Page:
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Bryce Canyon for Wheelers and Slow Walkers

Bryce Canyon is a great destination for wheelchair-users, as some of the most spectacular red rock formations can be seen right from the road.

Despite its apparent ruggedness, Bryce Canyon National Park (tel. 435-834-5322; is a great destination for wheelchair-users and slow walkers; as some of the most spectacular red rock formations can be seen right from the road, or from a number of roadside viewpoints. Add in a paved canyon-view trail and some top-drawer accessible in-park lodging, and you have all the makings of a very accessible Southern Utah getaway.

Leave the Driving to Them

Although personal vehicles are not banned in Bryce, like they are in neighboring Zion; it just makes sense to park your car and take the park shuttle during the busy summer months. You can find plenty of accessible parking at the Bryce Canyon Visitors Center or at Bryce Canyon Lodge, and all of the buses are lift-equipped. They run every 15 minutes, so it's a very convenient option.


How you explore the park, depends entirely on your energy level. You can just take the shuttle as a loop driving tour; or you can hop off at the viewpoints and trailheads along the way. The most accessible viewpoint is Sunset Point, which has a short paved pathway to the viewing area; while Bryce Point and Inspiration Point both have paved access to their lower overlooks. Between the three, you'll come away with some spectacular canyon views!

Explore on Foot

If you'd like to go it on foot, then give the Rim Trail a try. Although the whole length of this paved trail is not accessible, a half-mile section near the lodge offers good access. The best way to get to it is from nearby Sunset Point. From there, it's a level walk or roll along the canyon rim to Sunrise Point; and along the way, you'll take in some beautiful views of the Queen's Garden and the Bryce Amphitheater below.

For a good education on Bryce Canyon geology and wildlife, join a park ranger for a 1.5-hour interpretive program or a half-hour Geology Talk. Both programs start at Sunset Point, and they're available from spring to fall. Best of all, they're free.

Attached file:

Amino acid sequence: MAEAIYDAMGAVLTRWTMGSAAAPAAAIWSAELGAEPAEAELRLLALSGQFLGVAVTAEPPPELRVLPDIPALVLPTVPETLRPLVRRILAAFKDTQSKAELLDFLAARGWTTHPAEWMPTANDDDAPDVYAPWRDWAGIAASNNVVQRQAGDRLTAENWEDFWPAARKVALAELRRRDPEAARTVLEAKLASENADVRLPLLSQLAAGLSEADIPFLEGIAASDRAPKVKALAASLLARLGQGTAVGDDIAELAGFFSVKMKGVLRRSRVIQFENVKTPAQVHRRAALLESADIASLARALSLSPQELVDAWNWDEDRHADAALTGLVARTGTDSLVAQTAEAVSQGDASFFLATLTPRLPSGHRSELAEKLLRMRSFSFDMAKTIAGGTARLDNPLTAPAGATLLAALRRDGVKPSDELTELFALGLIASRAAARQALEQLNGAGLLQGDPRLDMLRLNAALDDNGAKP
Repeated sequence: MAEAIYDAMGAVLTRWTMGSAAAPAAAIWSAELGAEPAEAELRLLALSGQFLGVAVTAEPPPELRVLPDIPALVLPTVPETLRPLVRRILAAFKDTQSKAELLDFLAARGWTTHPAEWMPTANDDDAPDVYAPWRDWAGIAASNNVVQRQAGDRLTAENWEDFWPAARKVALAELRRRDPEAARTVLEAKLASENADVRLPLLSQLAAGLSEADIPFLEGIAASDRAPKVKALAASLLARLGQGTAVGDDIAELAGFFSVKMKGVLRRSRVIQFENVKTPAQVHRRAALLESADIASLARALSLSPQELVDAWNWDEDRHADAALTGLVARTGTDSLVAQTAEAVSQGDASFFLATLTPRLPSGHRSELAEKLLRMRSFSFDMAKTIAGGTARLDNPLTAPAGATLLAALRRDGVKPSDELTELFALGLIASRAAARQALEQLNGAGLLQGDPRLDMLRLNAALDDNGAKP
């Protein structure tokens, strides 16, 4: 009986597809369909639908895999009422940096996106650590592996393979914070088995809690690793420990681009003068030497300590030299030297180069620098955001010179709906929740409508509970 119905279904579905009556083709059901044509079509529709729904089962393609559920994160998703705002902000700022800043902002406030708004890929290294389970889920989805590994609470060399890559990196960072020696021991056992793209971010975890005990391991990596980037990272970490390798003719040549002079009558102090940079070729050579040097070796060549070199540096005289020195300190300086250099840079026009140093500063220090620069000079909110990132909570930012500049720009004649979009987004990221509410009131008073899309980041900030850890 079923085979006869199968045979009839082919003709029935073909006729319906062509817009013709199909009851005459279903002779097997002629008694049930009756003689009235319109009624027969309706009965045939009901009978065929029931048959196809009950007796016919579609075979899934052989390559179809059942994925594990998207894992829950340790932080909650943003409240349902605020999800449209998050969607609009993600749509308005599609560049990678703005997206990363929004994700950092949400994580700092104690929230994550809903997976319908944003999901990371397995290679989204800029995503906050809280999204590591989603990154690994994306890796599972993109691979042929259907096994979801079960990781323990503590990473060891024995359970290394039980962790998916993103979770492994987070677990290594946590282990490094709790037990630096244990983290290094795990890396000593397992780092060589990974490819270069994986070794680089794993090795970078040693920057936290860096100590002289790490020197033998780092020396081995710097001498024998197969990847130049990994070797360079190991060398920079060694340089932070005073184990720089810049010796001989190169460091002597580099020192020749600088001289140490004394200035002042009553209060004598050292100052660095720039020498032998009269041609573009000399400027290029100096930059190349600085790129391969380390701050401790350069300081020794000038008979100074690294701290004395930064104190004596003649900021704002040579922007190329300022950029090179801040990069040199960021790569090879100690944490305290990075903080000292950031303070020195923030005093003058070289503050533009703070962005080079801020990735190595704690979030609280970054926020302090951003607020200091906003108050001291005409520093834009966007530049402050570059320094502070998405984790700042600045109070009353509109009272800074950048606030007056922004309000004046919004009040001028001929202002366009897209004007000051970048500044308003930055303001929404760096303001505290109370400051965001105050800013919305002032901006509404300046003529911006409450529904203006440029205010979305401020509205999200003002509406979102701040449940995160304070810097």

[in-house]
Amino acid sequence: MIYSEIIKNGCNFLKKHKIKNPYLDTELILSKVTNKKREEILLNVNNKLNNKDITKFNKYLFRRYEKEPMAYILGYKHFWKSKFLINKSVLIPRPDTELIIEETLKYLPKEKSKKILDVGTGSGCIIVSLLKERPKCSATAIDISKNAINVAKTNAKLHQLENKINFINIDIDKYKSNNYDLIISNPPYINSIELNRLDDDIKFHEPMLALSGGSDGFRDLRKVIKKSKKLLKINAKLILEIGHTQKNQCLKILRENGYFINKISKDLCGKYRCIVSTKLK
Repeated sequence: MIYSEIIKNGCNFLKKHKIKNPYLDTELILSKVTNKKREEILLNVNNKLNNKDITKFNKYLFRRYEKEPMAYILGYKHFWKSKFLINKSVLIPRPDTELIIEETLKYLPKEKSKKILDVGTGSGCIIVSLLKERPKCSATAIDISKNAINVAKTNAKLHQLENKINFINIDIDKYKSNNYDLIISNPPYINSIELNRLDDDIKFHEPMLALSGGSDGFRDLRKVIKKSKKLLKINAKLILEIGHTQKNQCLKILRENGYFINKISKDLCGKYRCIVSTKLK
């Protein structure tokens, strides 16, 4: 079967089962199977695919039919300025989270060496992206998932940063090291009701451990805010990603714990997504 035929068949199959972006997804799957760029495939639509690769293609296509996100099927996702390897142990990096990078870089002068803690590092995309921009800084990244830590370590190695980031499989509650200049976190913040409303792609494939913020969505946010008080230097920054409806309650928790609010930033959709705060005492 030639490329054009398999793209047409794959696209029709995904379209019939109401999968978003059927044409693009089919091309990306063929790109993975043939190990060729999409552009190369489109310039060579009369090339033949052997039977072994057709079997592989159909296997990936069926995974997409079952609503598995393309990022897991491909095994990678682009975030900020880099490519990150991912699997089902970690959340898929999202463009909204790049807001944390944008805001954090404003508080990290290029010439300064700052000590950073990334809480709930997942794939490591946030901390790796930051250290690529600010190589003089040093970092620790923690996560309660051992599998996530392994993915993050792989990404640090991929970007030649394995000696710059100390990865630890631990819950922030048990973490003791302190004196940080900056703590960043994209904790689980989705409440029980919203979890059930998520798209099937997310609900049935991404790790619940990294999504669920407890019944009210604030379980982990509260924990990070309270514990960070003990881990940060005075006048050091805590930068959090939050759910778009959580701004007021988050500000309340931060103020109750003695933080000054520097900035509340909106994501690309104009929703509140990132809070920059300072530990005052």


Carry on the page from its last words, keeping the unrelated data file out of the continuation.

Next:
And if you're still around after sunset, then stop by the Sunset Campground campfire circle for their evening program. There's a paved pathway from the shuttle stop to the seating area, and the rangers always put on a good show.

Sleeping in the Canyon

Staying in the park allows you to get the most out of your Bryce visit. Even though the original park lodge was built in the 1920s, access upgrades have been added over the years; and today The Lodge at Bryce Canyon (tel. 877-386-4383; is an excellent choice for wheelchair-users and slow walkers.

The property boasts four accessible rooms -- two with roll-in showers and two with tub/shower combinations. There's accessible parking in the paved lot near the entrance, with a level pathway leading to the building. The accessible rooms are located on the ground floor of the new Sunset Building, and feature barrier-free pathways to all areas, including the private decks.

The rooms with the roll-in showers have two queen-sized beds, while the rooms with the tub/shower combinations have one. Other access features include grab bars in the showers and around the toilets, roll-under sinks and hand-held showerheads. The roll-in showers also have fold-down shower seats.

All in all it's a very comfortable, quiet and accessible lodging option. But plan ahead as it's a very popular place to stay. It should also be noted that the property is only open from April 1 to October 31; but then again, that's also the best time to visit the park.

Candy Harrington is the editor of Emerging Horizons and the author of 101 Accessible Vacations: Travel Ideas for Wheelers and Slow Walkers. She blogs regularly about accessible travel issues at